$6 Million Fine Against Dutch Company for Arranging Travel to Cuba
The Treasury Department’s Office of Foreign Assets Control announced April 19 that a travel services provider company incorporated in the Netherlands that became majority-owned by U.S. persons in 2006 has agreed to pay $5.99 million to settle potential civil liability for apparent violations of the Cuban Assets Control Regulations. OFAC states that from August 2006 through November 2012 this company dealt in property in which Cuba or its nationals had an interest when its business units, mostly outside the U.S., provided services related to travel to or from Cuba, assisting 44,430 persons.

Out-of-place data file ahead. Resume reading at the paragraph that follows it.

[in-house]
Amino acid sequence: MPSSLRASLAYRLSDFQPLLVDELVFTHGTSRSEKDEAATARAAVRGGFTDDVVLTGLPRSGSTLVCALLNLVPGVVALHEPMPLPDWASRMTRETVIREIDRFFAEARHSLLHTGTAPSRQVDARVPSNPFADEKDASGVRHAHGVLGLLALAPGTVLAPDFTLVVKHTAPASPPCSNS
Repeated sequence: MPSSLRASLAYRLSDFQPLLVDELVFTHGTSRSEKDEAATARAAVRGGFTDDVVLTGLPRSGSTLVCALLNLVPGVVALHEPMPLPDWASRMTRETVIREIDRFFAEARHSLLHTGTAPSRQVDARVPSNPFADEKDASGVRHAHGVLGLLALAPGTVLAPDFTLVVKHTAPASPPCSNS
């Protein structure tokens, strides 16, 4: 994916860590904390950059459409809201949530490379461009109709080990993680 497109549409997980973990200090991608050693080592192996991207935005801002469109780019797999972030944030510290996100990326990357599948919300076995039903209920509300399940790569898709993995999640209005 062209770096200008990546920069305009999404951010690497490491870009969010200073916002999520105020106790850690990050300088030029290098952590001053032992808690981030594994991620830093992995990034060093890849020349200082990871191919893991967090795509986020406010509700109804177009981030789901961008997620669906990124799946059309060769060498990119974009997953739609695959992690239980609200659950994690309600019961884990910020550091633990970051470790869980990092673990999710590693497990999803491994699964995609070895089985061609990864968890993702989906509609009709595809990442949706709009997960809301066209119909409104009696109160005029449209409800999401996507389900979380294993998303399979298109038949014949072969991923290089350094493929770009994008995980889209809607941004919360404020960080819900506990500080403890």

The base penalty for the apparent violations is $11.1 million and the settlement amount reflects OFAC’s consideration of various facts and circumstances. On the positive side, the company voluntarily self-disclosed the apparent violations, the vast majority of the apparent violations occurred prior to agency notice, no finding of violation or penalty notice had been issued to the company in the previous five years, and the company provided substantial cooperation during OFAC’s investigation and has taken significant remedial action. On the negative side, the company processed unauthorized transactions for more than four years before recognizing that it was subject to U.S. jurisdiction; processed a high volume of transactions and assisted a large number of travelers, causing significant harm to the objectives of the Cuba sanctions; and (c) had no compliance program or an inadequate compliance program at the time of the apparent violations despite being a commercially sophisticated international corporation.